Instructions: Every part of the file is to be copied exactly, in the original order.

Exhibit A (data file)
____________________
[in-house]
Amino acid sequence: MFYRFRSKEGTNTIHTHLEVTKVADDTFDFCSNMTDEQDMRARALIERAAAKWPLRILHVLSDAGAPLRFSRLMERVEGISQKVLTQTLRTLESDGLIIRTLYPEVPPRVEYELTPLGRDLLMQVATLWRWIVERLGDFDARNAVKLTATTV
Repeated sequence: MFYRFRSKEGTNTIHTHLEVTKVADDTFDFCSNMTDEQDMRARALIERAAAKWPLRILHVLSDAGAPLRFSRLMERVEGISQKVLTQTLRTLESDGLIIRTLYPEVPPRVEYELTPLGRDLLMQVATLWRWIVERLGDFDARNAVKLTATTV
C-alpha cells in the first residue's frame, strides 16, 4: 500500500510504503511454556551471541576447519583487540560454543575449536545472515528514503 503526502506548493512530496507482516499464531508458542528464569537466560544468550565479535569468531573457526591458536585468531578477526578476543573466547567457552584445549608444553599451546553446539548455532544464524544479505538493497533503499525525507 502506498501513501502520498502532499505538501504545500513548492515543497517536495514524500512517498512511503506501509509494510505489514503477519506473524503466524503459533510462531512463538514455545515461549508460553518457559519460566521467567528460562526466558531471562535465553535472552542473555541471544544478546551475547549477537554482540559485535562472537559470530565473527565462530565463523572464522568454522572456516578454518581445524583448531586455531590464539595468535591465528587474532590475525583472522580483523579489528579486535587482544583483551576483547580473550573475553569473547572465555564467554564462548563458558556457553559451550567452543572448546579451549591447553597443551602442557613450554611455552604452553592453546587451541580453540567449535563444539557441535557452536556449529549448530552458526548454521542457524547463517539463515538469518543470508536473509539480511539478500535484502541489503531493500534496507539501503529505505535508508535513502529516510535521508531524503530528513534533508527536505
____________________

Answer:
[in-house]
Amino acid sequence: MFYRFRSKEGTNTIHTHLEVTKVADDTFDFCSNMTDEQDMRARALIERAAAKWPLRILHVLSDAGAPLRFSRLMERVEGISQKVLTQTLRTLESDGLIIRTLYPEVPPRVEYELTPLGRDLLMQVATLWRWIVERLGDFDARNAVKLTATTV
Repeated sequence: MFYRFRSKEGTNTIHTHLEVTKVADDTFDFCSNMTDEQDMRARALIERAAAKWPLRILHVLSDAGAPLRFSRLMERVEGISQKVLTQTLRTLESDGLIIRTLYPEVPPRVEYELTPLGRDLLMQVATLWRWIVERLGDFDARNAVKLTATTV
C-alpha cells in the first residue's frame, strides 16, 4: 500500500510504503511454556551471541576447519583487540560454543575449536545472515528514503 503526502506548493512530496507482516499464531508458542528464569537466560544468550565479535569468531573457526591458536585468531578477526578476543573466547567457552584445549608444553599451546553446539548455532544464524544479505538493497533503499525525507 502506498501513501502520498502532499505538501504545500513548492515543497517536495514524500512517498512511503506501509509494510505489514503477519506473524503466524503459533510462531512463538514455545515461549508460553518457559519460566521467567528460562526466558531471562535465553535472552542473555541471544544478546551475547549477537554482540559485535562472537559470530565473527565462530565463523572464522568454522572456516578454518581445524583448531586455531590464539595468535591465528587474532590475525583472522580483523579489528579486535587482544583483551576483547580473550573475553569473547572465555564467554564462548563458558556457553559451550567452543572448546579451549591447553597443551602442557613450554611455552604452553592453546587451541580453540567449535563444539557441535557452536556449529549448530552458526548454521542457524547463517539463515538469518543470508536473509539480511539478500535484502541489503531493500534496507539501503529505505535508508535513502529516510535521508531524503530528513534533508527536505